Broken but Beautiful - The Kintsugi Philosophy

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Navigating through life isn't a linear, direct path. In fact, it's quite the opposite. We're confronted with countless setbacks, discouragements and mistakes that incite feelings of inadequacy and self-resentment, only perpetuated by images and stories of perfection and success that constantly bombard us on the Internet and social media. I'm sure that we've all been consumed by such ideals at least once in our lifetime. And because of that, we try so hard to conceal our flaws and feel ashamed of our failures in our quest to be, or appear, perfect.

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Yet, the ancient Japanese art form of Kintsugi shares a completely different perspective; cracks and fractures in broken ceramics are repaired using gold leaf to highlight the pottery's damaged history rather than hide it. It follows the broader Japanese philosophy of Wabi Sabi that finds beauty in Buddhist concepts of impermanence, imperfection and incompleteness, especially as things age and grow closer to their natural form. Through this transformation, broken objects are given a fresh start, all while wearing the flaws and accidents of time proudly on their sleeves.

Image Credit: Tim Wright

There is much wisdom to derive from the beautiful art of
Kintsugi. Here are some of our takeaways and simple suggestions on how you may integrate them into your lives:

  1. For those of you going through any kind of hardship or struggle, take comfort in the Kintsugi process of reparation. As Tokyo-based repairer Michihiro Hori puts it, "I appreciate Kintsugi's simple lesson - that it's possible to start over." Trust in your own abilities to overcome and heal yourself from such suffering, and believe that you will emerge from it stronger and even more beautiful the way Irish philosopher John O'Donohue defines it.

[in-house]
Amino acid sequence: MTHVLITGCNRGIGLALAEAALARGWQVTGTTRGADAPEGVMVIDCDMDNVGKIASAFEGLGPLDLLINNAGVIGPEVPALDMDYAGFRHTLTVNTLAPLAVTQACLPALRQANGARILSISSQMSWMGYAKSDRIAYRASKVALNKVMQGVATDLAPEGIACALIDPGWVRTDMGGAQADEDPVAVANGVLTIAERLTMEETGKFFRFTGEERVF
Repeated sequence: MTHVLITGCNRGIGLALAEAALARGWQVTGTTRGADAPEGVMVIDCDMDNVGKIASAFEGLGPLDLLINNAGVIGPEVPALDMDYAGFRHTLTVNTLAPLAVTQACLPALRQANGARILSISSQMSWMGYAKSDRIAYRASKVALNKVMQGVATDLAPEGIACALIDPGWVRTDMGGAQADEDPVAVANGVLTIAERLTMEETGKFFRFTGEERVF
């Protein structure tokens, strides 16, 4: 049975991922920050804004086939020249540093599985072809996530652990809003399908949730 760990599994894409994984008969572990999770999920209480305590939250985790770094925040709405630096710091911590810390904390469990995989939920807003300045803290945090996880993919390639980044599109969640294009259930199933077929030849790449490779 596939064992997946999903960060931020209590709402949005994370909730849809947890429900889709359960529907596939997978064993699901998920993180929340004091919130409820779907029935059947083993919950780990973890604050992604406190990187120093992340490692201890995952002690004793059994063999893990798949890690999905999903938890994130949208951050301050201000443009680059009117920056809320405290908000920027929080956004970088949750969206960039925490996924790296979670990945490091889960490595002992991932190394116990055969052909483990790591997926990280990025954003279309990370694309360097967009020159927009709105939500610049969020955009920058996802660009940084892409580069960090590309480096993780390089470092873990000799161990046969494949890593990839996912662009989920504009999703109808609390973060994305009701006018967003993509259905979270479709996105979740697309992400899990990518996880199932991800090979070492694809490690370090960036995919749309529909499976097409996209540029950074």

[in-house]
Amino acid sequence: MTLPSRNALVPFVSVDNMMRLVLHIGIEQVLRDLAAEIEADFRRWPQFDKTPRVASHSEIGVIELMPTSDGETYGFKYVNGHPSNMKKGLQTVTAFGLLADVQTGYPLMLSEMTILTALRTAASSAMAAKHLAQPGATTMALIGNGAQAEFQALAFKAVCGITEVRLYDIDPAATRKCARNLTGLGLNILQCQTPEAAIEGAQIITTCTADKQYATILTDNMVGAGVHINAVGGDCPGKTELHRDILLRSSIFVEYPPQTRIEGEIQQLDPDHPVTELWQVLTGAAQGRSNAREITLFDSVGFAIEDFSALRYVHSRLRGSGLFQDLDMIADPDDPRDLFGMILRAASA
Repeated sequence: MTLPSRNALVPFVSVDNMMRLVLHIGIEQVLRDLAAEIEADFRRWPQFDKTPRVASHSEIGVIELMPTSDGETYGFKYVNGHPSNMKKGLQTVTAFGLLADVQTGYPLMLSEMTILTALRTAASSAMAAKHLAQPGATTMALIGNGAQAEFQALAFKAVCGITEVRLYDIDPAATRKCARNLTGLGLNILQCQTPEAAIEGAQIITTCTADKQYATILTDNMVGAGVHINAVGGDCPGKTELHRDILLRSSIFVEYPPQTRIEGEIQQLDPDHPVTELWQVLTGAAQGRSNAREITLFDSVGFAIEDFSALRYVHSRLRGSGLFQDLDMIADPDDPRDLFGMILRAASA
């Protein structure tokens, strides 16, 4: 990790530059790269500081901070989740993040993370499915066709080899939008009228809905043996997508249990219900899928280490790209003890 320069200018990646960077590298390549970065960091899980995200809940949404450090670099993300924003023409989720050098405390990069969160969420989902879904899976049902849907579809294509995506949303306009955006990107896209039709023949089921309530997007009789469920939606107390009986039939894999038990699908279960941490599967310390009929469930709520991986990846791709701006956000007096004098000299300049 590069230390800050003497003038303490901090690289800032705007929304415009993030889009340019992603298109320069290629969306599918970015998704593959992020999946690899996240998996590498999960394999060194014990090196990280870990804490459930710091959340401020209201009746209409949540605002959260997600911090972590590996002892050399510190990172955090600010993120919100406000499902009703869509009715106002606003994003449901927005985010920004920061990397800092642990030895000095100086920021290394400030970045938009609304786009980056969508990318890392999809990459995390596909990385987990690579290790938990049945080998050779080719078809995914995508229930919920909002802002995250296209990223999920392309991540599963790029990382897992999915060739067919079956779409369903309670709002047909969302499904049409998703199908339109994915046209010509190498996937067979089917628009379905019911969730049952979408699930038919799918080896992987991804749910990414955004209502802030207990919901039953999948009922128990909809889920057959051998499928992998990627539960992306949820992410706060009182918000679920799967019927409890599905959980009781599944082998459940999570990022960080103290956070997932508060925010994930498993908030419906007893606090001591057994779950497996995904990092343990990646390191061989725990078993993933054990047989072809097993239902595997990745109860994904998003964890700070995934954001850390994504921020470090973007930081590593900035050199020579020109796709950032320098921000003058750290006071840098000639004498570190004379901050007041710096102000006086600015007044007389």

Image Credit: Fabrizio Verrechia

"Beauty isn't all about just nice, loveliness like. Beauty is about more rounded substantial becoming. So I think beauty in that sense is about an emerging fullness, a greater sense of grace and elegance, a deeper sense of depth, and also a kind of homecoming for the enriched memory of your unfolding life." -John O’Donohue

  1. After recovering from your brokenness, do not feel ashamed of or compelled to hide your scars and vulnerabilities. Rather, reconcile and accept them as an essential part of your history the way Kintsugi emphasises the defects in a shape with golden significance.

Image Credit: Nicole Polk
  1. In another sense, Kintsugi is a refined artistry of upcycling. Before throwing away something that is old or broken, think of possible ways you can give it a new life by repairing or upcycling them (Google's your best friend). Just because an object is in a less than perfect condition doesn't mean that it deserves any less respect and attention than a new, pristine item.

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  1.  Many of you reading are probably in your youth or prime age and most likely haven't given much thought about ageing. You may freak out or lament when you spot your first few strands of grey hairs or notice wrinkles you've never seen before appearing on your face. Perhaps you'll resort to dying your hair or purchasing anti-ageing products in an attempt to conceal these signs of ageing, but the spirit of Kintsugi and Wabi Sabi reminds us of the grace that comes with age and experience. So why resist the natural forces instead of embracing them?

Image Credit: Huyen Nguyen

Ultimately, Kintsugi imparts to us, more than anything, an attitude towards life. By simply changing the way we perceive and understand things and people around us, there is so much potential to bring greater joy and purpose into our lives. So take the first step by being more forgiving of any mistakes and flaws and respectful towards the damaged or incomplete – starting with yourselves and those around you.

Written by Evelyn Goh
Edited by Cynthea Lam